Falling in love with shiny!

 

I am not a Bree Van-de-Kamp, the Desperate Housewife with the perfect home, but there are times when I realise that I need to do something about the layers of dust and the kitchen floor appears to be changing colour!
 Housework is something that I seem to avoid – yet oddly enough when I spend time cleaning I actually find I enjoy it. (yes you did read that correctly, the word enjoy and housework in the same sentence!)
I have fallen in love with sparkly, and it is very easy to achieve, takes no elbow grease and is not hazardous to health. It is a simple mix of vinegar and bicarbonate of soda.

 

This is not my kitchen but one that is set up in the grounds of the Weald and Down Museum in nearby West Dean, I thought it illustrates to me just how much simpler and easier housework has become. Hot water at the turn of a tap – washing machines and electric kettles, it has never been an easier time to be a housewife. I believe that simple household products that have seen years of use. This little kitchen set up goes back to early in the 1900s.

 

Looking at the simple ingredients that were at the disposal of the housewife in her struggle to keep the house free from infection – it  made me ponder just how far we have come to rely on the ‘selling power of science’ We trust the cleaning products that abound on the supermarket shelf are safe and effective to use.These companies are in business to make money, they use enough science to convince us that their product will be the best, and easiest to use.
There are no restrictions on cleaning products for the home it may surprise you they are able to sell these above what would be considered a health risk if it were sold commercially. There have been links with air fresheners and cancer risks, and I believe that if our bodies cough to expel something that has been sprayed into an aerosol into our smallest room then it is pretty likely the substance we are ingesting might not be in good health.
Its easy to get everything sparkly, just spray with vinegar and sprinkle over bicarbonate! You can scrub a little, then wash down with water. Buff and sit back and admire a lovely shine! It lasts for a few days too. No coughing, no nasty chemicals, gentle on the purse too!

ttfn x

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Tweedle dee

Tweed made a huge impact on Autumn interiors, (it is a recurring theme) our leather sofa needed something warm, nothing is nicer than tweed and wool.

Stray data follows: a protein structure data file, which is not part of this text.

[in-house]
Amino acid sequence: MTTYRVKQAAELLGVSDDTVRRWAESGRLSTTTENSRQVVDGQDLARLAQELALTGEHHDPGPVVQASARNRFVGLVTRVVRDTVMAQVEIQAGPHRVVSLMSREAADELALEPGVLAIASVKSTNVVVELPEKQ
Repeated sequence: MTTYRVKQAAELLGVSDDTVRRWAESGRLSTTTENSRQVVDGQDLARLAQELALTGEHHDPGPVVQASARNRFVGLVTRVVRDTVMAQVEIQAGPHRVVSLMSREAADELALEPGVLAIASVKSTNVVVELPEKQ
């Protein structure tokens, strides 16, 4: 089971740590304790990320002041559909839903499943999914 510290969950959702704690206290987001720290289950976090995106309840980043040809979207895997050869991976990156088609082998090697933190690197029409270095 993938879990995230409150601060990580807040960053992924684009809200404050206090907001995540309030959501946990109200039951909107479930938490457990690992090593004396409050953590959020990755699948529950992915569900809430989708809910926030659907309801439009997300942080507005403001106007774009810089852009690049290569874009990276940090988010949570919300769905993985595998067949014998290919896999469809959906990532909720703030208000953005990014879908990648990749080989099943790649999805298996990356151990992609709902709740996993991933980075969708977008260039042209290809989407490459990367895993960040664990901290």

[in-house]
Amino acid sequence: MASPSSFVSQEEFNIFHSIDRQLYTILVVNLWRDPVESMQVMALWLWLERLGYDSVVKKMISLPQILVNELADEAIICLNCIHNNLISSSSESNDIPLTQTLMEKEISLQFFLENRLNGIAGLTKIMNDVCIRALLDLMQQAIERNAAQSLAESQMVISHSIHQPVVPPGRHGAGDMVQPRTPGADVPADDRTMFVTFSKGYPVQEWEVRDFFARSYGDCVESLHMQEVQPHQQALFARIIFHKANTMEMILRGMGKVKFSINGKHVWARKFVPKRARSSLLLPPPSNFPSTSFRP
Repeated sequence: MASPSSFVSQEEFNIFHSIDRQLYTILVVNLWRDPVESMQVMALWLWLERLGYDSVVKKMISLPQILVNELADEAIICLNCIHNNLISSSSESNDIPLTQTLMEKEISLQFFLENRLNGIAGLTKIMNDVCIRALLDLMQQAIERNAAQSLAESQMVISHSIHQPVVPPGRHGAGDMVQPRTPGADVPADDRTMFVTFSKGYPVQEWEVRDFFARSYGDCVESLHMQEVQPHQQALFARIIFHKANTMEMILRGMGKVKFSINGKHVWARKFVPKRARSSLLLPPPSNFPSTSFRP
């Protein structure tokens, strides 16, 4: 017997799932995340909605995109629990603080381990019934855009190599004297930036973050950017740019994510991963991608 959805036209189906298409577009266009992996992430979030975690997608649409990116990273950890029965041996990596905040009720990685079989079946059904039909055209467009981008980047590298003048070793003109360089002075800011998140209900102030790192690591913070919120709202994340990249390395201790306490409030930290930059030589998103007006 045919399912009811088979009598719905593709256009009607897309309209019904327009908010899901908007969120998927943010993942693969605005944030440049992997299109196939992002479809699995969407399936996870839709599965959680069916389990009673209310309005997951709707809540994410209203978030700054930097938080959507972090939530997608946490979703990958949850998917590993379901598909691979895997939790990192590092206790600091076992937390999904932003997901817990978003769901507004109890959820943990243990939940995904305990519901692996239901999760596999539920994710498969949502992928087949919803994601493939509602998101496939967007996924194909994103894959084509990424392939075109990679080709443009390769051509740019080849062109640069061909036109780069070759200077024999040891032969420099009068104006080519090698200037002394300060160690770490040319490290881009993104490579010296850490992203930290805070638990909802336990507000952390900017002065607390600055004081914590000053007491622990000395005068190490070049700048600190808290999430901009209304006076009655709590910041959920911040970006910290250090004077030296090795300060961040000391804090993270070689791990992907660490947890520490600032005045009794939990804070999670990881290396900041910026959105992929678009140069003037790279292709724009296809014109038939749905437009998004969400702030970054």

I decided to make a set of cushions working loosely with deer, so created this little friendly chap. The blue is an dissolvable pen which disappears once the embroidery was done, in a little water. 
Hand embroidery is a pleasurable delight, while slower than a sewing machine, I love the connection with creating each stitch – there are times when hand made is nicer to do than machine stitching,  I love the irregularity outlining the deer in blanket stitch and using stem stitch to follow the curves of the antlers. 

Then it is a case of trimming the tweed to a square and edge strips to frame it. 

 I love the way the deer’s body is a diagonal while the strips are fairly straight, it creates a lovely contrast.

The back was made easily; lay a zip under the folded bottom edge, stitch in place. Fold the top piece with a deep fold, (enough to cover the zip). It is simply a case of following the bottom stitched edge for about 2 inches, then going vertically up until you reach the other zip edge. Stitch along until you are 2 inches away from the side, stitch vertically down over the zip again and then stitch along to the edge. It creates a lovely concealed zip effect on the back keeping the cushion nice and soft with no hard zipper.

I always push stuffing into the corners of the cushion, it creates a nice neat edge then add the cushion. 

I made another three cushions with the tweed, creating a trio. The left hand deer is a machine embroidery pattern, the patchwork squares were angled again to give a more interesting effect.  The blanket is a beautiful blue welsh wool we bought at the Country Living Christmas Fair. 
Now the sofa is a cosy warm place to watch the crackle of the log fire hearing the wind and rain pelting against the window, a perfect winter’s evening.